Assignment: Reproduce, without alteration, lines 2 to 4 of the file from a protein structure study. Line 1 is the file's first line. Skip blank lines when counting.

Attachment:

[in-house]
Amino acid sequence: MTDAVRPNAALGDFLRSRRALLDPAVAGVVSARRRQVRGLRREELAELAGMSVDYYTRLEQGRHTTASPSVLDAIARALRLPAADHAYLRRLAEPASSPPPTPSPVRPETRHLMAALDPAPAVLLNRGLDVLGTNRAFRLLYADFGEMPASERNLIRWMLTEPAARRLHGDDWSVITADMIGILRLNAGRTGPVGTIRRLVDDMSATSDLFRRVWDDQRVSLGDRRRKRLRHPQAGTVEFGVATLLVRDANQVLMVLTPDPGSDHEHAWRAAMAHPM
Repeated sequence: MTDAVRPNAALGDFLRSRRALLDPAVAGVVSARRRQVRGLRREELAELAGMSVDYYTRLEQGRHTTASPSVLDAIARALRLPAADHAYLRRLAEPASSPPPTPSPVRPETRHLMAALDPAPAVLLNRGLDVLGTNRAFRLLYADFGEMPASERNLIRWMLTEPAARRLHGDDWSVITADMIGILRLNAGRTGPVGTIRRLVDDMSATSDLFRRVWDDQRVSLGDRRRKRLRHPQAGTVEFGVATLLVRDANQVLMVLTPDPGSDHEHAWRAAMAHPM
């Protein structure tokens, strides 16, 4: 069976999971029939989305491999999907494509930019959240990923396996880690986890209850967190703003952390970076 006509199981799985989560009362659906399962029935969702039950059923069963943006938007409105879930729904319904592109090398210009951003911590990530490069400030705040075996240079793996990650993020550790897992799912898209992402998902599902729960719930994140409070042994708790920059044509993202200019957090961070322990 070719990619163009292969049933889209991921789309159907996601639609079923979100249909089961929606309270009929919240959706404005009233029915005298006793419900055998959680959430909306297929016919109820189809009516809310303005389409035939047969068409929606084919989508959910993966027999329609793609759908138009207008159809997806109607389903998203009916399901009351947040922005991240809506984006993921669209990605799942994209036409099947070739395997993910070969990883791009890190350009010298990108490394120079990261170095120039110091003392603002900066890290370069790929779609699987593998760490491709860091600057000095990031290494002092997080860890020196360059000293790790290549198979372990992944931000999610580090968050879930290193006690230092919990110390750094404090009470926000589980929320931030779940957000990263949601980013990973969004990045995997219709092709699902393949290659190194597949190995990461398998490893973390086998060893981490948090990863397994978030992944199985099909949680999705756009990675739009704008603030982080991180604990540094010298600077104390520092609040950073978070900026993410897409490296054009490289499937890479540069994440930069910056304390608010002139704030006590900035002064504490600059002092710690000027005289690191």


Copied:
Amino acid sequence: MTDAVRPNAALGDFLRSRRALLDPAVAGVVSARRRQVRGLRREELAELAGMSVDYYTRLEQGRHTTASPSVLDAIARALRLPAADHAYLRRLAEPASSPPPTPSPVRPETRHLMAALDPAPAVLLNRGLDVLGTNRAFRLLYADFGEMPASERNLIRWMLTEPAARRLHGDDWSVITADMIGILRLNAGRTGPVGTIRRLVDDMSATSDLFRRVWDDQRVSLGDRRRKRLRHPQAGTVEFGVATLLVRDANQVLMVLTPDPGSDHEHAWRAAMAHPM
Repeated sequence: MTDAVRPNAALGDFLRSRRALLDPAVAGVVSARRRQVRGLRREELAELAGMSVDYYTRLEQGRHTTASPSVLDAIARALRLPAADHAYLRRLAEPASSPPPTPSPVRPETRHLMAALDPAPAVLLNRGLDVLGTNRAFRLLYADFGEMPASERNLIRWMLTEPAARRLHGDDWSVITADMIGILRLNAGRTGPVGTIRRLVDDMSATSDLFRRVWDDQRVSLGDRRRKRLRHPQAGTVEFGVATLLVRDANQVLMVLTPDPGSDHEHAWRAAMAHPM
């Protein structure tokens, strides 16, 4: 069976999971029939989305491999999907494509930019959240990923396996880690986890209850967190703003952390970076 006509199981799985989560009362659906399962029935969702039950059923069963943006938007409105879930729904319904592109090398210009951003911590990530490069400030705040075996240079793996990650993020550790897992799912898209992402998902599902729960719930994140409070042994708790920059044509993202200019957090961070322990 070719990619163009292969049933889209991921789309159907996601639609079923979100249909089961929606309270009929919240959706404005009233029915005298006793419900055998959680959430909306297929016919109820189809009516809310303005389409035939047969068409929606084919989508959910993966027999329609793609759908138009207008159809997806109607389903998203009916399901009351947040922005991240809506984006993921669209990605799942994209036409099947070739395997993910070969990883791009890190350009010298990108490394120079990261170095120039110091003392603002900066890290370069790929779609699987593998760490491709860091600057000095990031290494002092997080860890020196360059000293790790290549198979372990992944931000999610580090968050879930290193006690230092919990110390750094404090009470926000589980929320931030779940957000990263949601980013990973969004990045995997219709092709699902393949290659190194597949190995990461398998490893973390086998060893981490948090990863397994978030992944199985099909949680999705756009990675739009704008603030982080991180604990540094010298600077104390520092609040950073978070900026993410897409490296054009490289499937890479540069994440930069910056304390608010002139704030006590900035002064504490600059002092710690000027005289690191």